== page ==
By Alex Connelly | KF17 | Colombia

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(Bogota Graffiti Wall)

After 2 months in the field I have finally landed in Bogota, Colombia’s decidedly hip capital city and the location for the rest of my fellowship. Up until know I’ve been bouncing around the country visiting borrowers, living mostly out of a (admittedly very large) backpack and becoming a discerning connoisseur of Colombia’s budget-hotel system. Before shifting my focus to my work here in Bogota, I’ve decided to pass on some tips picked up from my 25 Borrower Visits, both for future Kiva Fellows and for anyone else interested in the process of verifying those profiles on your computer screen.

#1 Never Turn Down A Drink/Sandwich

Strictly speaking, a BV wouldn’t seem to be all that complicated. You go in, verify a list of information about loan terms and use, and you’re on your way. But following such a check-list approach would be a serious mistake. After all, every borrower has unique circumstances and motivations, and the best way to truly gauge the impact of Kiva’s loans is to tease these stories out. Luckily this couldn’t be easier, as virtually every person I met was extremely hospitable, eager to invite me into their homes and offer me a snack. Always accept! This is the perfect way to extend your visit and dig deeper into both the professional and personal aspirations of the borrower. A good example is Alexander, a young father and Kiva borrower I met in Barranquilla, an industrial city on Colombia’s Caribbean coast.

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(I can’t figure out which of his kids is more adorable)

My visit with Alexander lasted around forty minutes, maybe 15 of which were dedicated to gathering the info required by Kiva. The rest was just chatting over coffee on folding chairs outside his shop. He told me about how his Kiva loan had allowed him to set-up and stock the small corner-store next to his house, letting him spend the work-day next to his wife and two kids. He told me how, after paying off the loan, he had plans to request another one, both to expand his store’s selection and to build another bedroom for his growing family. He told me above all how optimistic he was, how far he’d come and how much farther he planned to go. I left feeling great about the role microfinance plays in transforming people’s lives, and I also left feeling deliciously caffeinated (see #5). A double-win.

#2 Bring Reading Material

My second week of visits I was sent to do a BV in Puerto Triunfo – a little pueblo about 4 hours outside of Medellin – notable mainly for its extreme heat and man-eating mosquitoes. I’d arranged to meet with Juan at 11am, but due to a variety of hiccups (car troubles, last-minute errands, possibly forgetting about the gringo entirely), he didn’t show up until after six in the evening. I hadn’t thought to bring a book, so I spent those seven hours largely drumming my fingers, pounding bottles of water, and setting ever more preposterously high records on my cell phone’s copy of Snake. Since that day a book goes with me everywhere, if not two. Lesson learned.

#3 Pick The Brains Of The Loan Officers

This one should almost go without saying. What we see for a few months as Kiva Fellows the LO’s see every day of their working lives: the complicated logistics of administering loans on the ground and the significant individual impacts that make it all worth it. It is always a thrill to walk into a LO’s assigned neighborhood for the first time, to see how every 50 feet they get stopped by a smiling borrower or invited in for a drink. Pick their brains, invite them out for a beer, dig deeper.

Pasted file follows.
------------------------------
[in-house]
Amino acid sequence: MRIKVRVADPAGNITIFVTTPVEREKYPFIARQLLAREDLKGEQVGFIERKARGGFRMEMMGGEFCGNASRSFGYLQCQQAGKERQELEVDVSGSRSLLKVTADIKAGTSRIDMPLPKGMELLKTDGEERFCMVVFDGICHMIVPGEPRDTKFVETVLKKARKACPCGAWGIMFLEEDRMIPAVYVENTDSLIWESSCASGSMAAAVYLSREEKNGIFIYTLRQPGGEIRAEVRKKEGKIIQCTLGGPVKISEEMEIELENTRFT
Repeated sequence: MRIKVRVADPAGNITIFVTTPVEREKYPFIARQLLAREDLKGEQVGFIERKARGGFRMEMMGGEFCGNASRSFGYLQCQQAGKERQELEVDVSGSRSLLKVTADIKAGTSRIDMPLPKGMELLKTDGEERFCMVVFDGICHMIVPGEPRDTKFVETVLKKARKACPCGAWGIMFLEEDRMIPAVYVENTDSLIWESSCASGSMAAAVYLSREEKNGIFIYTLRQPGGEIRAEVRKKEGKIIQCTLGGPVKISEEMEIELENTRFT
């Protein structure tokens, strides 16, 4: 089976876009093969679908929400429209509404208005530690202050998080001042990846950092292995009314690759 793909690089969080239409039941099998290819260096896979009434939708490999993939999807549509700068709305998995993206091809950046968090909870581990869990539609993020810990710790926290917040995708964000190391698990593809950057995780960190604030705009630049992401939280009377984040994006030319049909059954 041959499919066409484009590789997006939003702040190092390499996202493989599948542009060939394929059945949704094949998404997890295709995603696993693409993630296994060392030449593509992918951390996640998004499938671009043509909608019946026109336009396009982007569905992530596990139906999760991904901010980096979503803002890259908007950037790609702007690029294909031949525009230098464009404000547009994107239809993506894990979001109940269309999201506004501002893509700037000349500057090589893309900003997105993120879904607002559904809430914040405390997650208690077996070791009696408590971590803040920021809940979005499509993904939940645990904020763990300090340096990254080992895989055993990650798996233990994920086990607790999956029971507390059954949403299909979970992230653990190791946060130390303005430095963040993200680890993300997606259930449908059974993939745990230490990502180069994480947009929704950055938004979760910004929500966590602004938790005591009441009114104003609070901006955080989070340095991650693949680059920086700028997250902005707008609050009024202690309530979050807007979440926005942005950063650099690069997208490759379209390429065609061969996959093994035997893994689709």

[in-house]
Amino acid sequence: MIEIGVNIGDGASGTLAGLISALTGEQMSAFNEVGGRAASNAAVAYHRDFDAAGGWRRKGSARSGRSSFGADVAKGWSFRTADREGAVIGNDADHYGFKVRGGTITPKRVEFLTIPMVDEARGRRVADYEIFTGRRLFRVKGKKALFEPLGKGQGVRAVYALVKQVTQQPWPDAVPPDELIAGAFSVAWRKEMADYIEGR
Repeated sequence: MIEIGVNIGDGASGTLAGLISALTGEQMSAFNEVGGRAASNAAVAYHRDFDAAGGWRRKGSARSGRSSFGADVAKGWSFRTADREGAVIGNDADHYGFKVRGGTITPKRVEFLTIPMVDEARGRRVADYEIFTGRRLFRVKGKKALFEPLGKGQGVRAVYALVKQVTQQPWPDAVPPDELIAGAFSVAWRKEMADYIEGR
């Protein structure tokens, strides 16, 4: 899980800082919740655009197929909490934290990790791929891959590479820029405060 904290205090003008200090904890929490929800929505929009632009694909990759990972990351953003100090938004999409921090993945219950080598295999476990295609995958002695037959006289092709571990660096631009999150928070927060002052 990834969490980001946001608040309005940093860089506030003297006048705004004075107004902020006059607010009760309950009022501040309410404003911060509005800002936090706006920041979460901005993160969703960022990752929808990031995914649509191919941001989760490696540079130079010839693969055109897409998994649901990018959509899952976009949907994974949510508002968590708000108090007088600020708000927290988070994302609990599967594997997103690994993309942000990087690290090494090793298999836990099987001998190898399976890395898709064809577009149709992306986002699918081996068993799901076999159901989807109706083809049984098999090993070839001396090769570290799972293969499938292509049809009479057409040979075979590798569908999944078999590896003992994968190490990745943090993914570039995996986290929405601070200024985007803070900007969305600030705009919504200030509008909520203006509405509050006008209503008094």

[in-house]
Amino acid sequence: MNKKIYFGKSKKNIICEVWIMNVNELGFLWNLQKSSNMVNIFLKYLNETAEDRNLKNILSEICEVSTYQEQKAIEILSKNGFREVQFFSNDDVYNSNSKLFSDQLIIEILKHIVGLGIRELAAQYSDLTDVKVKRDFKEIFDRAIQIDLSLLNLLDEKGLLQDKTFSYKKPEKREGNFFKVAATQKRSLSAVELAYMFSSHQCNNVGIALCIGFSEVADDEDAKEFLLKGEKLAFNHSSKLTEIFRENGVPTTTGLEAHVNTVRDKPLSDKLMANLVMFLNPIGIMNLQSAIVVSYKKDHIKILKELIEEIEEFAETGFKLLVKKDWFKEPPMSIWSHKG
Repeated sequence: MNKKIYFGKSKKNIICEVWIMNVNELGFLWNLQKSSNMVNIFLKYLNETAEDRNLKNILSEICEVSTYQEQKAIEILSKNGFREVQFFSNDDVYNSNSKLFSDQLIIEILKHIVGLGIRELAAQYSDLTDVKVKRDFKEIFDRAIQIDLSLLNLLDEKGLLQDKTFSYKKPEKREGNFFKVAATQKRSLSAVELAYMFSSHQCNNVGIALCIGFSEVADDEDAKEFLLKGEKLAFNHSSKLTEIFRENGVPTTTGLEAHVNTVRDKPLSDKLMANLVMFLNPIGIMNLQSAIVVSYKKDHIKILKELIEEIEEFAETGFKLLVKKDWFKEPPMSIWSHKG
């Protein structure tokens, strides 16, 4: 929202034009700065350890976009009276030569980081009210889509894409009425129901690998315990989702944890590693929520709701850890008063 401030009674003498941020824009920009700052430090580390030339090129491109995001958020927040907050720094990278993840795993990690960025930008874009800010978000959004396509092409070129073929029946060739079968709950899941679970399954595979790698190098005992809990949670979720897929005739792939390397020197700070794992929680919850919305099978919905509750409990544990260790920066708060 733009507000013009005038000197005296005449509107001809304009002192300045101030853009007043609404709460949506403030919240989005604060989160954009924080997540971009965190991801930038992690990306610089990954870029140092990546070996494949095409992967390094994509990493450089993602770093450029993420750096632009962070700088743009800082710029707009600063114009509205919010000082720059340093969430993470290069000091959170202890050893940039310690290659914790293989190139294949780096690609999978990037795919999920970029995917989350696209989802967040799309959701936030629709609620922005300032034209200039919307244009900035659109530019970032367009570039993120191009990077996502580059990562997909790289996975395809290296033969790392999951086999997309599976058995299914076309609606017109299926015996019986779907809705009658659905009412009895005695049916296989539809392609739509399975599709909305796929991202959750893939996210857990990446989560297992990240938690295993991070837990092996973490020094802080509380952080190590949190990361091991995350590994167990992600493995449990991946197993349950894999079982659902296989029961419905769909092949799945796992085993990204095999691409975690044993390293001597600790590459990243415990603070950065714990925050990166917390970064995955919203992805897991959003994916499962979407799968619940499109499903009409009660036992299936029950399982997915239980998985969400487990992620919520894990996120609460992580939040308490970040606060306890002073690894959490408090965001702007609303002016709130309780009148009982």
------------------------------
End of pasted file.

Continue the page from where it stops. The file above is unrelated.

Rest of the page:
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(Mario, an FMSD Loan Officer, with borrower)

#4 Get A Real Camera

Part of the BV process is photographing the borrowers, as well as whatever interesting images grab your eye. At least superficially, the scratched lens on my iPhone was up to the task. Looking back at my pictures you can indeed tell that there are people in them, and that they seem to more-or-less match up to the photos we have on file. But how much better it would have been to have brought a real camera! Instead of combing through the dozens of blurry photos for the one presentable one, I could be littering my blog posts with crystal-clear images from the field. So it goes.

#5 Think Outside the Box

Back-to-back 6 hour bus rides, cold showers, and hotel mattresses can quickly lead to exhaustion and even low-morale if appropriate countermeasures are not taken. When facing multiple BVs in far-flung locations, the intrepid Kiva Fellow will do well to come up with innovative ideas to maintain a high energy level and enthusiasm at all times. To get the ball rolling, I’ve attached three of my solutions, developed and field-tested over weeks of trial-and-error:

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1) Espresso 2) Café con Leche, and 3) Coffee Slushies. Apply 4-6 times daily.

#6 Motorcycles Are Awesome

Not really a tip so much as a statement of fact. Motorcycles can get you quickly where cars or buses can’t reach, and they’re an absolute godsend in the field. Just be sure to put on a helmet and hold tight, cuz the roads are going to get bumpy.

Go get ‘em.

Alex Connelly is a Kiva Fellow working on education loans in Bogota.

Find out how you can make a loan or how to become a Kiva Fellow


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